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Re: Láadan

From:Doug Dee <amateurlinguist@...>
Date:Sunday, December 1, 2002, 16:33
In a message dated 11/30/2002 11:39:38 PM Eastern Standard Time,
yonjuuni@EARTHLINK.COM writes:

> > nuna contentment for bad reasons ' > > No > > I don't understand that "for bad reasons" part. >
I don't understand what you don't understand (sorry). Surely one can feel just about any emotion (joy, anger, grief, contentment . . .) for either a good reason or for a bad reason.
> > ohehena respect despite negative circumstances > > No > > Does this mean X respects Y, despite X's negative circumstances? Or > despite Y's negative circumstances? >
I think the intended meaning is "X respects Y in spite of circumstances that would normally be expected to make it difficult for X to respect Y." Whether those circumstances more closely concern X or Y is probably not crucial.
> > > thehena joy despite negative circumstances > > Yes > > > > thuna joy for good reasons > > - (Duh!) > > Is -ehe- an infix? > >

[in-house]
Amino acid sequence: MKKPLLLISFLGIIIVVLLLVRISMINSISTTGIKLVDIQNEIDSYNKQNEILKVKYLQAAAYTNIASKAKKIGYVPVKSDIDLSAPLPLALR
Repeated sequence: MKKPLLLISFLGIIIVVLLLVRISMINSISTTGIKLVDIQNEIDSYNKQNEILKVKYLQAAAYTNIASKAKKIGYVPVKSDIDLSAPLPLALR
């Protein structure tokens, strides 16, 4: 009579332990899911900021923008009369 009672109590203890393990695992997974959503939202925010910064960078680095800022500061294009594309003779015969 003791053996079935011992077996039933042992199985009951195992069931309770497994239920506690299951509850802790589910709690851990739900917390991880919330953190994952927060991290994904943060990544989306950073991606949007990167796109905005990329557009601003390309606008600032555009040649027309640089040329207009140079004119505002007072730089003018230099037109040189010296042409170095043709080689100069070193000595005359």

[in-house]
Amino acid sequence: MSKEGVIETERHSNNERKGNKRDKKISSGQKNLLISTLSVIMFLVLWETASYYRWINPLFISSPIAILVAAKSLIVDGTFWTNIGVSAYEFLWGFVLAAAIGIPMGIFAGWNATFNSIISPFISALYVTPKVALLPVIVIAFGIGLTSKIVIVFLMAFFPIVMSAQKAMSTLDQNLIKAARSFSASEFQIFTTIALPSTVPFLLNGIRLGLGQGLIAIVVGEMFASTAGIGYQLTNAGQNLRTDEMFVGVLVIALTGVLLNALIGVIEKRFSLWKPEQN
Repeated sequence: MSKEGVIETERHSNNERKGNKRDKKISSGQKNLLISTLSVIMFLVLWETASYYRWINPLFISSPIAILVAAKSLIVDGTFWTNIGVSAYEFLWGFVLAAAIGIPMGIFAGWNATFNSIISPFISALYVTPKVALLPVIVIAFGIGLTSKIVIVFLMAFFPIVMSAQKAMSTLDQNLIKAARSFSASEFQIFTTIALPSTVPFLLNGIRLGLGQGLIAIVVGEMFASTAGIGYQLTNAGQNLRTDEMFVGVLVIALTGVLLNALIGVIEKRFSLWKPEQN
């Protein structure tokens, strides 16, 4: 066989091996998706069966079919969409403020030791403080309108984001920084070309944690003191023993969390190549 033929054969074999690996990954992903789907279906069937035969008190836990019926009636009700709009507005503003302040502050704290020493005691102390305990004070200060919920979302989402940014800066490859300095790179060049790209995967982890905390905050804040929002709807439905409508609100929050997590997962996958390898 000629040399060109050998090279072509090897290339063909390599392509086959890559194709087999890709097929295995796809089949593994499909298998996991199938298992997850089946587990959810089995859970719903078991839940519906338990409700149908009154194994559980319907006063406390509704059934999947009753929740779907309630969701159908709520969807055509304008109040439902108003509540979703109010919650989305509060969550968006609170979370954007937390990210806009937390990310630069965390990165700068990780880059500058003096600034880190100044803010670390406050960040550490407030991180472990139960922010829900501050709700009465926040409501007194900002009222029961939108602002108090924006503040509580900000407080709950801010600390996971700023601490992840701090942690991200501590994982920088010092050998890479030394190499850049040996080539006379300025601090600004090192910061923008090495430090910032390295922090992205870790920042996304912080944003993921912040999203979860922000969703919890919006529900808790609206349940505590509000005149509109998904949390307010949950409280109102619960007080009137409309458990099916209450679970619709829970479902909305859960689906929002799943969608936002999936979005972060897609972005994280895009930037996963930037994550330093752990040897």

Elgin does not describe it as one. "thehena" is th + ehe + na root + suffix + suffix joy + despite negative circumstance + suffix that always terminates these words. I suppose you could reanalyze things & claim that the root "thna" is joy and the "ehe" in "thehene" and the "u" in "thuna" are infixes. (I don't understand the "duh" comment.) Incidentally, the grammar gives "thuna" as "joy for bad reasons" -- good reasons would be "thena." Perhaps the web page had a typo. In addition to thuna/thena/thehena, by the way, the other possibilities for this "first declension" of emotional-related nouns are "thina" = "joy for no reason" and "thona" = "joy for foolish reasons" It helps to bear this system in mind. Elgin did not specifically decide "we need a word for 'joy for good reasons.' " Rather, she decided to have a system of affixes applicable to any emotion-related word to specify the reason for the emotion. As a consequence, some particular combinations may not seem useful. There's also a "second declension" with a different set of suffixes specifyng whether a reason can be given for the emotion, whether anyone is to blame, and whether anything can be done about the matter. To take the example from the grammar, "Bina would be anger for which no reason can be offered and for which no blame can be attributed, but which is not futile anger because something can be done about the matter." I don't expect to have much occasion to use that one. Doug


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